Wednesday, April 17, 2019

A Political Stress Test, An Idea Whose Time Has Come.

Imagine a government fully committed to meeting the multiple threats of climate change. What would that government look like? What would it be doing? How would that be reflected in economic policy?  How would that government be implementing adaptation strategies to build resilience in the mid- to long-term? What other criteria would come into play?

This sort of exercise could form the basis for a political stress test to gauge just how well or poorly a particular government is dealing with looming climate change. This is, after all, an existential threat of a magnitude never experienced in the course of human civilization.

Most governments, our own included, would be failing miserably. They're not preparing for the future and their dereliction will exact a horrible price on the populace in the decades ahead.

The fact is, climate change is not their priority. It isn't. Dealing with climate change is disruptive, costly and easily kicked down the road. Here's an example. We've been warned that essential Canadian infrastructure is not up to the challenges of this new climate, the anthropocene. In 2014, while Calgary was neck deep in flood water, the World Council on Disaster Management held its annual conference in Toronto.
Dr. Saeed Mirza, emeritus professor at Montreal’s McGill University specializing in structural engineering, added that the monumental infrastructure costs accumulated over decades of negligence have left Canada particularly vulnerable to catastrophic events. 
“The frequency and intensity of these events has been increasing at an escalating rate and what was a one-in-100-year event at one time may become the norm,” he said. 
“When we look at Calgary, we had a flood there in 2005 and they called it a one-in-100-year flood, while this one according to some descriptions in the news has been three times as bad.” 
Mirza estimated that Canada’s infrastructure requirements have reached a cost of about $1 trillion, while a recent survey by the McKinsey Global Institute earlier this year stated that worldwide infrastructure needs are about $57 trillion.
A trillion dollars, for Canada, is an almost unimaginable amount of money. Yet these disaster management types warn that the damage of ignoring the problem will be much greater.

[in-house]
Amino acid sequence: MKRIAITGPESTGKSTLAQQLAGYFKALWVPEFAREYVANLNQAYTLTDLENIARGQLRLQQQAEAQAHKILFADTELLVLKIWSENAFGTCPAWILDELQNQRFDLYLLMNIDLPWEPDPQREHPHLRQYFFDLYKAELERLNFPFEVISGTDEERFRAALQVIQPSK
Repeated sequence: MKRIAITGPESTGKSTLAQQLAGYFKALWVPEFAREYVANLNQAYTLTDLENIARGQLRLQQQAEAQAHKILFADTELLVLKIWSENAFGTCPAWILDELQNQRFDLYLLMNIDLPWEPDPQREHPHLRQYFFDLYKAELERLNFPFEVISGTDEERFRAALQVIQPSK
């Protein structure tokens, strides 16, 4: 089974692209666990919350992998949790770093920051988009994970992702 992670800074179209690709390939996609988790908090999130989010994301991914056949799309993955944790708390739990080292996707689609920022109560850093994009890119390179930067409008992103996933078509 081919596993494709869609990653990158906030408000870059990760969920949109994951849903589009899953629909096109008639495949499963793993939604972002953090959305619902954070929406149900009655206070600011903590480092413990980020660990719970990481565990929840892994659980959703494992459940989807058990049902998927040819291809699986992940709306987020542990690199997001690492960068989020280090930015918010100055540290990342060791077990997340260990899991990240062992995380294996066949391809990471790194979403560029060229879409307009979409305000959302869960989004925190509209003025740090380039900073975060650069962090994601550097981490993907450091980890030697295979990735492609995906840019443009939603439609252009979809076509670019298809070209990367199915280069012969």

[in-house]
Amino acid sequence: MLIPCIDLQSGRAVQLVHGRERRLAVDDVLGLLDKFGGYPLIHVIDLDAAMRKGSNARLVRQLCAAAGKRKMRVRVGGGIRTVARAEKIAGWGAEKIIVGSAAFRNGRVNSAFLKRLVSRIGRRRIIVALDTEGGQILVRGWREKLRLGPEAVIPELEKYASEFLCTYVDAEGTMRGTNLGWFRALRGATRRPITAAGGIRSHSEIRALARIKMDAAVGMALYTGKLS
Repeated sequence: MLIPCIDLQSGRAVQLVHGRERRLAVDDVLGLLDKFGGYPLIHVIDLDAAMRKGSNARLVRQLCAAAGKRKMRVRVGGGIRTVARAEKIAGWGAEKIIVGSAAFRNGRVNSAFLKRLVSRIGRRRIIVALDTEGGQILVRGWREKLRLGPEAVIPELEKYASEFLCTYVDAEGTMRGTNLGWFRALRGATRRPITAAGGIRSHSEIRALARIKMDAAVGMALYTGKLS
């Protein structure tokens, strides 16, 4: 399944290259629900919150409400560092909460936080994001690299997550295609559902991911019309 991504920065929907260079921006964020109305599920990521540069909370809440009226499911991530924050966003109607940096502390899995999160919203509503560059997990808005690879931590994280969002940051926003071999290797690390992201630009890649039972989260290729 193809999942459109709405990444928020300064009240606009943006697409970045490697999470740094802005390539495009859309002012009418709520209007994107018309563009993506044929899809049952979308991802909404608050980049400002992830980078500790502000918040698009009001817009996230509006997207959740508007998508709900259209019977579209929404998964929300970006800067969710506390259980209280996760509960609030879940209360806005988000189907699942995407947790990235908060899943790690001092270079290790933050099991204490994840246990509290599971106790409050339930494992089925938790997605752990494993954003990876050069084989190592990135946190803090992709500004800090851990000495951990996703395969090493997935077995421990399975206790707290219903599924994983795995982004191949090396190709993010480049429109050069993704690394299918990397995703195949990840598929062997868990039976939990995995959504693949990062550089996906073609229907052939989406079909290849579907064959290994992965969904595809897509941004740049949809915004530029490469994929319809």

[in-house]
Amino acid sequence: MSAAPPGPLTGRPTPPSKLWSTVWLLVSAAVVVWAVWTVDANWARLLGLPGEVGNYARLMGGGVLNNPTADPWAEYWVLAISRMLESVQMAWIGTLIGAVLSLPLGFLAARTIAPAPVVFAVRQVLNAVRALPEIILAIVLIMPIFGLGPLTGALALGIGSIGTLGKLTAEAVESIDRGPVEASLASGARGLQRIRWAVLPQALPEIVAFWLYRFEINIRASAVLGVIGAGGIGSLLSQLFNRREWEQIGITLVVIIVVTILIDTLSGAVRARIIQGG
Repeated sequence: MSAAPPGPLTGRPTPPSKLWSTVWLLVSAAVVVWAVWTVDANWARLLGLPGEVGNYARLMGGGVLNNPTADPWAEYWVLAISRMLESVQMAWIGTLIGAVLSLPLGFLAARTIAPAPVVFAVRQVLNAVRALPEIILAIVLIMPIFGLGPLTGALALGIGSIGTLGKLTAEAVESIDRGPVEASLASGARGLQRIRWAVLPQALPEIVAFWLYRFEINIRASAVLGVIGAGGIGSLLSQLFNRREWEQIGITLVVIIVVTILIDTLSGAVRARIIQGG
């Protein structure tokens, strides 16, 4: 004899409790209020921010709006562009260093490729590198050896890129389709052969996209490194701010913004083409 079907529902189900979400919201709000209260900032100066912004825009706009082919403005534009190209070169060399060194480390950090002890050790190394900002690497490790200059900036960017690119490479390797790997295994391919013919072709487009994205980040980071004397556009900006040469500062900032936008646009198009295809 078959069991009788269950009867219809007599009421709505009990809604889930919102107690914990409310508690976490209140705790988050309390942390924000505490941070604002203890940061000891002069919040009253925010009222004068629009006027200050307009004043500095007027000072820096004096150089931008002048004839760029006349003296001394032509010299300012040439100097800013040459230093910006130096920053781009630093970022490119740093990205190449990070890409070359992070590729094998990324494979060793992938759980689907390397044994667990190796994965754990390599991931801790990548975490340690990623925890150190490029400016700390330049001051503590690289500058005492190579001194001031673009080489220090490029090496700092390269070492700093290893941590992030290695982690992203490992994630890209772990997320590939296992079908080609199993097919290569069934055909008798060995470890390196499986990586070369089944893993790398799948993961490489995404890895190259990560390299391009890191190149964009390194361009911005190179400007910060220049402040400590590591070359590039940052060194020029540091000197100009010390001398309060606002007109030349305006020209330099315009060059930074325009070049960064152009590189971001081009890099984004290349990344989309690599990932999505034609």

Here's the point. If our governments - federal, provincial, even municipal - are setting us up for some future collapse, don't you think we should be aware of that, especially before we go to the polls? Should you not be able to consider that factor as part of the "informed consent" represented by how you mark your ballot?

Don't you think you should have some say on whether we're preparing a viable future for our young people?  I do. If we don't, they're just going to take us over that cliff.


brawnfire said...

Hi MoS,

I guess you missed this news:
and this:

Toby said...

Canada (particularly in its cities) is not food self-sufficient. Climate change will hit hard in places we import food from. Our politicians should be addressing this but not a peep. Just one example.

Even a mild climate change will disrupt all of us. We will never forgive ourselves for electing such as those we have empowered for the last 30 years. We knew and we still chose . . .

The Mound of Sound said...

Brawnfire, did you even read this post? It's about political stress testing, not carbon taxes. How resilient is Canada to the climate impacts we won't be able to avoid? A piddling carbon tax is not going to do much for us when it comes to climate change adaptation. At best it's a modest attempt at mitigation, worthwhile to be sure but insignificant to the looming challenges.

You want to praise Justin Trudeau, be my guest. I remain unmoved. He wants to put our coast at grave risk. He's prepared to put our already endangered orca at grave risk. His enviro-minister has even approved the Hellsbroth known as Corexit for use in our waters. Your platitudes leave me unmoved.

The Mound of Sound said...

I agree, Toby. This is not going to end well so long as we continue to accept the weak leadership we have endured in recent decades.

brawnfire said...

What I posted is not about carbon taxes! You obviously didn't read what I posted.
They are the responses to the stress test thus far.

The Mound of Sound said...

BF, I'm aware of the building code upgrades. I'm pretty sure you'll find a post on that story on this blog. That, however, is not the resilience at the heart of this stress test.

What I'm referring to is our core infrastructure - electrical grid, power utilities, highways, bridges and such, the stuff that, should it fail, brings the economy to a grinding halt.

Building code improvements are great. We've had that sort of thing out here for quite a while due to the seismic issues of our terrain. That's tangentially related to resilience but doesn't really address our problem.

Where do we come up with Dr. Mizra's trillion dollars to replace, restore and upgrade our core infrastructure?

The stress test I foresee is to take the measure of the government's actions to protect a viable future. It's a way of informing the public about the progress or lack of it by our elected officials and what we're truly facing in the coming decades.